The left must be rebuilt with the ideas of Marxism
The Italian elections on the 25 September handed a resounding victory to the far-right candidate Georgia Meloni, who won 26% of the vote. With its reactionary ("God, country and family") and nationalist ("Italy and the Italians first") demagogy, and rhetoric against the financial elites and the bureaucracy of the European Union, and backed by an important sector of the Italian bourgeoisie, the neo-fascist formation Brothers of Italy has profited from being the only political force that has not been part of Mario Draghi's government of national unity.
With almost 44% of the vote, the alliance that unites Brothers of Italy, the League and Forza Italia won 235 of the 400 seats in Parliament and 115 of the 200 senators. For the first time since the end of World War II, there will be a government led by the far right in Western Europe, and presided over by a self-confessed admirer of Benito Mussolini.
The results also show the bankruptcy of the Democratic Party (PD), which with just over 5.3 million votes, 19% of the total, has obtained one of its worst results and lost more than 800,000 votes compared to 2018. This is the consequence of being the foremost defender of pro-capitalist policies, of the counter-reforms and social cuts carried out in the last decades, of the interests of the big economic powers, an enthusiast of NATO in the imperialist war in Ukraine and of the defence at all costs of social peace and class collaboration. Policies that have paved the way for the rise of the far right, and which, together with the deep crisis that has been affecting the Italian left for a long time, have left the working class without political expression at the ballot box.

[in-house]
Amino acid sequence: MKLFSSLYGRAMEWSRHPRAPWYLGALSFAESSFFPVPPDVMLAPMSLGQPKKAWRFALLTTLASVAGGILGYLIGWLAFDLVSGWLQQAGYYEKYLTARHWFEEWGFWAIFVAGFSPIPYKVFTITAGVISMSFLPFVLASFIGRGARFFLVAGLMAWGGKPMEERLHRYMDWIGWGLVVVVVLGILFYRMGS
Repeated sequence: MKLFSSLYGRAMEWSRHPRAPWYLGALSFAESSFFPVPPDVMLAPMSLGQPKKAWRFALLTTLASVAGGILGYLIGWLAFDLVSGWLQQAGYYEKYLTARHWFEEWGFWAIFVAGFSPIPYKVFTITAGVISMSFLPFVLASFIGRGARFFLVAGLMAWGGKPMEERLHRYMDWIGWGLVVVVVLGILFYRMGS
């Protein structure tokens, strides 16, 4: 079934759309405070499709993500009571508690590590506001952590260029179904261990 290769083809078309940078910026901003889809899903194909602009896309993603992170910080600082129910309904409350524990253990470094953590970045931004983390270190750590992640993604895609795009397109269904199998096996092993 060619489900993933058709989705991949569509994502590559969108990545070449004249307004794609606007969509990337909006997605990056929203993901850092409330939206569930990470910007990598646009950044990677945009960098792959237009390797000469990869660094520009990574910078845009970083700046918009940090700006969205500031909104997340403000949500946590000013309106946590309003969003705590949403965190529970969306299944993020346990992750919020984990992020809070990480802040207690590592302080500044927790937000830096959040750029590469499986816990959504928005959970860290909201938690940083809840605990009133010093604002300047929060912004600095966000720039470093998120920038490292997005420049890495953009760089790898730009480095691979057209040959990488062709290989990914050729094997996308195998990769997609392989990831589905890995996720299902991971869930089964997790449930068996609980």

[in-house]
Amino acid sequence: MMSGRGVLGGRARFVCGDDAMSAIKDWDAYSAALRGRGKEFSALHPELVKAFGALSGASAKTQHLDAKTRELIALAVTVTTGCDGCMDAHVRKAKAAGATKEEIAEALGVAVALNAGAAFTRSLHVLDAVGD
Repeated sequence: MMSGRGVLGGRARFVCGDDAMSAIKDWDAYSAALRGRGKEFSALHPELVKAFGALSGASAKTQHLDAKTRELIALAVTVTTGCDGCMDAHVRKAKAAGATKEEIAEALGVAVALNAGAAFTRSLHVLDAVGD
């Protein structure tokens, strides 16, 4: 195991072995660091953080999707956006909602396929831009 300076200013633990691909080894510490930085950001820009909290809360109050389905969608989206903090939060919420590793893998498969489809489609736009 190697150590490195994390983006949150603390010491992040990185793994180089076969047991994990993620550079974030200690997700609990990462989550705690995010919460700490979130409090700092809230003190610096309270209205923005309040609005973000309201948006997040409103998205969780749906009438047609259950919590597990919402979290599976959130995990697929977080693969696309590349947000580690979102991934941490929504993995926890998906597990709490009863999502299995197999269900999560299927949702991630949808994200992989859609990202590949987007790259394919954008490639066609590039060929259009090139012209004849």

Another of the big losers has been Giuseppe Conte's 5 Star Movement (M5S), which has obtained 4.3 million votes, 15.4%. Although it has managed to do better than predicted by the polls, and remain the leading force in the south, the populist formation has suffered a harsh punishment after being part of all the capitalist governments since 2018. It has lost more than 60% of the 10 million votes with which it won that year's elections, a large part of which has gone to abstention.
Record abstention and discrediting of the system
A crucial factor that stands out in this election was the record level of abstention, 36% (one in three Italians) did not vote, an increase of 9 % compared to 2018. This was even bigger in the south of the country, more impoverished and punished by historical neglect and austerity policies, where abstention did not fall below 40% in any city, reaching 60% in Naples.
The social strata most affected by unemployment and lack of prospects, namely those who endure "barely acceptable" or "bad" economic conditions, abstained -40.5% and 53% respectively. Among young people aged 18 to 35, more than 40% stayed at home last Sunday.
These figures are very revealing of the level of discrediting of the system and of official politics, which is deepening all the time. And also that right-wing populism and the far right - which has already been tested in part with the governments of the League and the M5S - have the criticism and rejection of important sectors of workers and youth who today see no option available with which express their discontent and anger at the ballot box; who despise the politics of the parliamentary "left" which, in essence, defends the interests of the elites; who are blocked by a trade union bureaucracy, like that of the CGIL, which defends social peace above all else and has pleaded for the banker Draghi to remain at the head of the country to avoid new elections.
The working class is orphaned politically and electorally, but it has not suffered a historic defeat. This fact is very important. The nature of a government with Meloni at the helm is a very serious threat to democratic rights and social gains - already eroded in the last period. However, it would be wrong to conclude that fascism enjoys mass support in Italy. These elections underline, more than that, the bankruptcy of the reformist "left" and the absence of a militant left that unites the most advanced sectors of the working class and the youth.